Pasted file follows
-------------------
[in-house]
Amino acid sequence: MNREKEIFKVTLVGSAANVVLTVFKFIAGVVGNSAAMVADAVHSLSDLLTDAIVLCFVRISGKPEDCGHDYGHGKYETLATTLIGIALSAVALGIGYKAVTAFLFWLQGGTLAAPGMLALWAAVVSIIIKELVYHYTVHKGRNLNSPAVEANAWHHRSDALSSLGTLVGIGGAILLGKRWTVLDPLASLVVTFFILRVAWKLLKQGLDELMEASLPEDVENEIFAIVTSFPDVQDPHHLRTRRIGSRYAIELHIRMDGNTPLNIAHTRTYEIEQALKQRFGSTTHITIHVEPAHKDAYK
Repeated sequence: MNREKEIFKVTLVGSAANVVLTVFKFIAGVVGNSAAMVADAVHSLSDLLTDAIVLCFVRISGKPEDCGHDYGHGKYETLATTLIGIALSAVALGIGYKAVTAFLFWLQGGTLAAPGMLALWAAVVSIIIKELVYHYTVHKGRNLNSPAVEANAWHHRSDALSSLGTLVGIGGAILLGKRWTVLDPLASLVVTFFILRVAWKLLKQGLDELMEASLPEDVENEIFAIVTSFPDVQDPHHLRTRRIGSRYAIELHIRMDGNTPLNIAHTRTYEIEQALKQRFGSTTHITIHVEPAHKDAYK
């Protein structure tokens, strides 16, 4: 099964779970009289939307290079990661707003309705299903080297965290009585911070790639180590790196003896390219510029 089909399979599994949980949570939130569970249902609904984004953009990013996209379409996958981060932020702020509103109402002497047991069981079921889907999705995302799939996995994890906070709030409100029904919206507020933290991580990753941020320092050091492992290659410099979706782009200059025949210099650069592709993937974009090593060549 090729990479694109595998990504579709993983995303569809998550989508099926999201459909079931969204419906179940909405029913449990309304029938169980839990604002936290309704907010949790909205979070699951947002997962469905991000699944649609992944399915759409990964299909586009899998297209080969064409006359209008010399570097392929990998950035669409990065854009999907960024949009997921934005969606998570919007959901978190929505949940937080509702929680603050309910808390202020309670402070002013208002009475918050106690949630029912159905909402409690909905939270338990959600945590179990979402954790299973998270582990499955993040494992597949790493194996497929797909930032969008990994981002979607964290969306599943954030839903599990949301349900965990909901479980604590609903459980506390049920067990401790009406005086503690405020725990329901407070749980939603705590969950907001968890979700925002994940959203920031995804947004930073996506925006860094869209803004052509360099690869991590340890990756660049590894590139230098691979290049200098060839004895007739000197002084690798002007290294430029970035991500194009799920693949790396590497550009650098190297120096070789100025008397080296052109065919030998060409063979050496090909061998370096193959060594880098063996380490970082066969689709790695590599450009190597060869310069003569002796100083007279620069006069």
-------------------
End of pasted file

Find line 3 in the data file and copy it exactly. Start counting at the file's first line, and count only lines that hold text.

Repeated sequence: MNREKEIFKVTLVGSAANVVLTVFKFIAGVVGNSAAMVADAVHSLSDLLTDAIVLCFVRISGKPEDCGHDYGHGKYETLATTLIGIALSAVALGIGYKAVTAFLFWLQGGTLAAPGMLALWAAVVSIIIKELVYHYTVHKGRNLNSPAVEANAWHHRSDALSSLGTLVGIGGAILLGKRWTVLDPLASLVVTFFILRVAWKLLKQGLDELMEASLPEDVENEIFAIVTSFPDVQDPHHLRTRRIGSRYAIELHIRMDGNTPLNIAHTRTYEIEQALKQRFGSTTHITIHVEPAHKDAYK